After a day of doing relatively nothing yesterday, I followed it up with another of the same.

In fact, as I look ahead at the next month or so as I travel down through Laos and into Cambodia, I think there will be alot of days of doing nothing.

There’s going to be alot of travel days and the destinations I get to are mostly going to be quiet pit stops on to the handful of “exciting” stops.

I am mentally prepared for that so it should be alright, it just makes for a boring blog, that’s all.

Sorry ’bout that…

Anyway, today I slept in and around 10am I was ready for some breakfast.

I headed downstairs and, yet again, passed up the offering of bread and jam that the hostel had placed out for us.

I asked where I could get a real breakfast and she pointed me to a place a 15 minute walk away.

So I walked and walked and sat down in the little westernized cafe.   I opted for the scrambled egg, sausage and toast combo for 130 baht ($4.50) and I also ordered a side of fries I saw on the next page for 10 baht (30 cents).

French fries in Southeast Asia are their offering for hash browns.

The meal was alright but when I got the bill it had the fries listed at 90 baht ($3).   I went and grabbed a menu and that’s when I noticed the little loop on the top of the “1” indicating a “9” instead.   Of course if I had known they were that much there’s no way I would have ordered them.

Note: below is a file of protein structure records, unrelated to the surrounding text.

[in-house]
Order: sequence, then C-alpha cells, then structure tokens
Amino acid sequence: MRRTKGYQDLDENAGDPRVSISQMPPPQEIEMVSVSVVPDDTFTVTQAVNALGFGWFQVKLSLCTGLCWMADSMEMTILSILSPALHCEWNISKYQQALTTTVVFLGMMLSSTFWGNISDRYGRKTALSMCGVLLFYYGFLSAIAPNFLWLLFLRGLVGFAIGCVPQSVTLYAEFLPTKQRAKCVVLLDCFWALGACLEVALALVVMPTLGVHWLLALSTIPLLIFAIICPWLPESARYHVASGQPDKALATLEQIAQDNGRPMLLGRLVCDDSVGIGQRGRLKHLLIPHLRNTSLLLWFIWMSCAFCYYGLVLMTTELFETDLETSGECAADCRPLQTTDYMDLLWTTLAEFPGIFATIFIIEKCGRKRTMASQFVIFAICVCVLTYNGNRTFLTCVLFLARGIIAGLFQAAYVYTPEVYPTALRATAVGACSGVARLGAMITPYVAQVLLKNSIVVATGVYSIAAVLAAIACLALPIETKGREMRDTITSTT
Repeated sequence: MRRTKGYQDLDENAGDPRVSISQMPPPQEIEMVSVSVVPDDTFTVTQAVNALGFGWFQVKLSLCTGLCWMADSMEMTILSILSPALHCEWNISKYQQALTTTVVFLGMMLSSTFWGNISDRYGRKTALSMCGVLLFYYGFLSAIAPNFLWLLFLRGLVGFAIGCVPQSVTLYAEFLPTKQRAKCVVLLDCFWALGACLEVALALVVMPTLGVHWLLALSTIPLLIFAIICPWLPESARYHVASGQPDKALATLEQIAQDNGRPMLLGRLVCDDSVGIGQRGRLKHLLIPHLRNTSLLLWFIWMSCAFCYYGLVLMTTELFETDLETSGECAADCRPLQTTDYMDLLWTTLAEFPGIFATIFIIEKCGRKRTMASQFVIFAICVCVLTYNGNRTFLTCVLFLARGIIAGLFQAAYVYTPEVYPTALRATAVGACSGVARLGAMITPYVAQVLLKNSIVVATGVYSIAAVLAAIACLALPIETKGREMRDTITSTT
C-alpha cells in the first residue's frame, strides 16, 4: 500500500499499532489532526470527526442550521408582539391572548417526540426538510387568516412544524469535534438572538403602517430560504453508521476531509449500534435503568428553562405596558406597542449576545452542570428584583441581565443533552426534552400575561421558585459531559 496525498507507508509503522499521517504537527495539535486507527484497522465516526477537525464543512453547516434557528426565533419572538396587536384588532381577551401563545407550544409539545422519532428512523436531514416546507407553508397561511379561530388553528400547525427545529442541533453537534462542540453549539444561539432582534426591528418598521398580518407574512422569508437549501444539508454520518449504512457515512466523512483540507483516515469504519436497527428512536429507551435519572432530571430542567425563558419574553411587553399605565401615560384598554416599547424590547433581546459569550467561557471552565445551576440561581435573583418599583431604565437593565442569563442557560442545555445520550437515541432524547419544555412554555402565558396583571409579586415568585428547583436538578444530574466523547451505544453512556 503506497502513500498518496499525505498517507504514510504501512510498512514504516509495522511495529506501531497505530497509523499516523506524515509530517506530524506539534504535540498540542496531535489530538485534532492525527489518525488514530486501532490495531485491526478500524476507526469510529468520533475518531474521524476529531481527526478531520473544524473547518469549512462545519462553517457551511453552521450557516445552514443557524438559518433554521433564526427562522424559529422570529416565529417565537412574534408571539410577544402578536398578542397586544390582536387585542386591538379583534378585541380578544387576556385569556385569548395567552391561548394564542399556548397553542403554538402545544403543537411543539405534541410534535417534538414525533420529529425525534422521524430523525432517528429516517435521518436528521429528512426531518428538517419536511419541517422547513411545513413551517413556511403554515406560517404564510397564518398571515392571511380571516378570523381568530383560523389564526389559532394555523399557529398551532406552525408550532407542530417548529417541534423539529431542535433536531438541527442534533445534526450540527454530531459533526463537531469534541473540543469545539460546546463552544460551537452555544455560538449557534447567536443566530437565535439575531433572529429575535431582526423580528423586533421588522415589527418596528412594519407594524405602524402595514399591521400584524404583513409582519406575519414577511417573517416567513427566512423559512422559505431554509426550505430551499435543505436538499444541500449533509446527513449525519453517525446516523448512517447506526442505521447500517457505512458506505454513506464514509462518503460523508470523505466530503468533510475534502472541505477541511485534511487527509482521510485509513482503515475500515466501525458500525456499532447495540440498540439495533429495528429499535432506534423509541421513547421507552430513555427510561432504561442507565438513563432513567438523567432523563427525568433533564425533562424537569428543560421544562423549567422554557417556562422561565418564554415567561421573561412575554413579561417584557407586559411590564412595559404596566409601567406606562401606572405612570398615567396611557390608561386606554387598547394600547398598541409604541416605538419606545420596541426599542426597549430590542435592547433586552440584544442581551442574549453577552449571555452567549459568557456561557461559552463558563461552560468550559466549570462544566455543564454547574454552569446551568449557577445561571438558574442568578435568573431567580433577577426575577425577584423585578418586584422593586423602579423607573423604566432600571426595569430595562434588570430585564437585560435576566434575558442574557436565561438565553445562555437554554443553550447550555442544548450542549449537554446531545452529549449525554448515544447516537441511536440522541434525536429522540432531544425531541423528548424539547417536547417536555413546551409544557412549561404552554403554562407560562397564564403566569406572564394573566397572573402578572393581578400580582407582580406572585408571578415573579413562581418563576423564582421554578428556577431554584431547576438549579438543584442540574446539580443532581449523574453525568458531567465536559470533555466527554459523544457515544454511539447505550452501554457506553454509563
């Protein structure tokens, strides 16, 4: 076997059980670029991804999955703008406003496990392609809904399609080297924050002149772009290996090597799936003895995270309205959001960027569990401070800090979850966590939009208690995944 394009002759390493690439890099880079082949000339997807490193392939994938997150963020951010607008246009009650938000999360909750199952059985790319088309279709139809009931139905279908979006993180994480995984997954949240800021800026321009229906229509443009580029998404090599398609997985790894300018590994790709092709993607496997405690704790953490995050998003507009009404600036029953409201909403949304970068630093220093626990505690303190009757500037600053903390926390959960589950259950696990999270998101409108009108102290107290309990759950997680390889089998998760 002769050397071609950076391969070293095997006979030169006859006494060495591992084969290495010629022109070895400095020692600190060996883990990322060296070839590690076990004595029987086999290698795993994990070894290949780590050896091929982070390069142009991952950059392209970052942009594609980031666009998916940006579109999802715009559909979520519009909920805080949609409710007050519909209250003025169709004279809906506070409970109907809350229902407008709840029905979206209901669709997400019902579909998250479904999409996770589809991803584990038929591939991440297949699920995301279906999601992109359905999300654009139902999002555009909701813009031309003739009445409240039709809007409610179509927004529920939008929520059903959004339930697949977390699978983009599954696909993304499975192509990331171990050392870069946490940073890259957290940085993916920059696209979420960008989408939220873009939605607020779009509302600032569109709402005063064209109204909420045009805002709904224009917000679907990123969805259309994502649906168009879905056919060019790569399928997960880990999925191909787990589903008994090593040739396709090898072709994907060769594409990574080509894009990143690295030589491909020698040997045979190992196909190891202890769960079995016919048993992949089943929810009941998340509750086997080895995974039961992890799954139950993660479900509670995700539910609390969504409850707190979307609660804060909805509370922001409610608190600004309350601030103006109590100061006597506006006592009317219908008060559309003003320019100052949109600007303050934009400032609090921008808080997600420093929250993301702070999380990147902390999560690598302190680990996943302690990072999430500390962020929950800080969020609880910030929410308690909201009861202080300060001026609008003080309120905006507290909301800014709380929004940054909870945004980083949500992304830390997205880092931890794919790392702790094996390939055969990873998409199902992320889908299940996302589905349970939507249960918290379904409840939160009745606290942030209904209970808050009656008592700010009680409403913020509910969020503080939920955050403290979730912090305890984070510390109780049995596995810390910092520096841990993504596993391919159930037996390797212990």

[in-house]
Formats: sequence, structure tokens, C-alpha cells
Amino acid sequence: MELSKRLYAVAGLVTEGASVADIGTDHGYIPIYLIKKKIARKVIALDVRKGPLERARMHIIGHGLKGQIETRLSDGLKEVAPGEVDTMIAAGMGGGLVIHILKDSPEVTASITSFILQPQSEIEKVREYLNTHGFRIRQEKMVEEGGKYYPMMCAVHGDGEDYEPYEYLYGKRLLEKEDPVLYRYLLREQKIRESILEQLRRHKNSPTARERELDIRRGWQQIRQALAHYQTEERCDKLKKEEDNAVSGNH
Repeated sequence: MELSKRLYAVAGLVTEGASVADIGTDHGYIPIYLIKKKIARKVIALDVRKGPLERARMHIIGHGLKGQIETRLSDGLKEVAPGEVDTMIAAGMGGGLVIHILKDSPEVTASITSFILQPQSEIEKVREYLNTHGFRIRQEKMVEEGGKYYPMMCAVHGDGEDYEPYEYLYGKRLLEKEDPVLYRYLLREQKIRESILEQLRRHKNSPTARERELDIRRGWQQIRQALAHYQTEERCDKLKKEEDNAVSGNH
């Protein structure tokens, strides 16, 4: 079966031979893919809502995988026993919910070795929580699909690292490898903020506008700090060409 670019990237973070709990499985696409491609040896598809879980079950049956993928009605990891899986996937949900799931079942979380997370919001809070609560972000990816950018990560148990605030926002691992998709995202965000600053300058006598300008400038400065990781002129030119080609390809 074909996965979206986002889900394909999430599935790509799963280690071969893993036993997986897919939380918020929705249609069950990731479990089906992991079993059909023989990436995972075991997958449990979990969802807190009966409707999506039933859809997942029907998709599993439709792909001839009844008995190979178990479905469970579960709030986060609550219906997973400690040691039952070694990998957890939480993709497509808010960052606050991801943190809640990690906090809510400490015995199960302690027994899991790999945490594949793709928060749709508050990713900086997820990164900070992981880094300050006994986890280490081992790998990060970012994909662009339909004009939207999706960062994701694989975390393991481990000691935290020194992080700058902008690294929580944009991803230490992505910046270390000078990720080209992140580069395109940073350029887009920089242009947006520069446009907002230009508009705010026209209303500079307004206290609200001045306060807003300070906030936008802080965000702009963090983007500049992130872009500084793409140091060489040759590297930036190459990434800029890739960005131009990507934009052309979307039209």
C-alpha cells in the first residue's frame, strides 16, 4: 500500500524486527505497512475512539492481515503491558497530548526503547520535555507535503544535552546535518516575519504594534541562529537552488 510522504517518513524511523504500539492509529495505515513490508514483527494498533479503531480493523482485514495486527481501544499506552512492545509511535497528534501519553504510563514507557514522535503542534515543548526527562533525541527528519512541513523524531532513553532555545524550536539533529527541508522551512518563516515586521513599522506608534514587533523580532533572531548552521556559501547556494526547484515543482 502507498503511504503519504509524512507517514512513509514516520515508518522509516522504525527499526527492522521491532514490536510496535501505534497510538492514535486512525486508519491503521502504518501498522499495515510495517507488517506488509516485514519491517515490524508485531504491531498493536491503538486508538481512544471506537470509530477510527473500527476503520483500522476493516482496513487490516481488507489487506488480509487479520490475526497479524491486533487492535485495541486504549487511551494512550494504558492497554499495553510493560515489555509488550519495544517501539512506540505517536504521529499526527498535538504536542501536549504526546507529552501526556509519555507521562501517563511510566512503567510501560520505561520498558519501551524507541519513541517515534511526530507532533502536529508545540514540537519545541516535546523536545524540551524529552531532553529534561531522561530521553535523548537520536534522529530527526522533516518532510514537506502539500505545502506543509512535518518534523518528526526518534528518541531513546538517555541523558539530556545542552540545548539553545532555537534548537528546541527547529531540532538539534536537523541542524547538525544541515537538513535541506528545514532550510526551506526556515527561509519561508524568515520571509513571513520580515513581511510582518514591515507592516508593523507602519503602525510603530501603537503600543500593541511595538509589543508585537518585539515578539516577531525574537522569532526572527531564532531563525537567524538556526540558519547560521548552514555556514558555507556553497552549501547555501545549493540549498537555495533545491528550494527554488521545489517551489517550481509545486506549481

How much are the fries? 10 baht or 90 baht?

I left kinda pissed because obviously they blatantly made that 90 look like 10.   Of course now that I’ve posted the pic and it’s blown up it definitely looks like 90 but at the time I was so sure it was 10.

That aside though I will say I have been so happy with the lack of problems when it comes to pricing here in Thailand.

I can actually sit down somewhere, order something not knowing how much it is and be charged a reasonable amount.   In fact there have been quite a few times where the amount was less than what I would have paid.

I went back to the hostel and checked out just before 11am and grabbed a tuk tuk for 50 baht ($1.50) to the bus station.

The buses to Chiang Khong leave every half hour on the half hour.   I hopped on the first one leaving which was at 11:30am and a few minutes later we were on our way.

Although the bus was older and only sat 37 people it was a pretty smooth ride.   The lack of air conditioning didn’t really matter as the windows were all open and we got a pretty good breeze as we went along.

The ride to Chiang Khong was only 2 hours and we arrived in town around 1:30pm.

Before I had left I had checked Google maps to see how far the bus stop was from the guest house I’d be staying at and it looked like it was walking distance.

It wasn’t.

Not with a big backpack on anyway.

It was a good kilometer away but I finally made it.

Chiang Khong is a small town and the only foreigners here are the ones on they’re way to or back from Laos as the town is literally right on the Mekong River which separates Thailand from Laos.

In fact you can actually see Laos from here as the river isn’t that wide here.

So, yeah, literally inches away from Laos.   Pretty cool.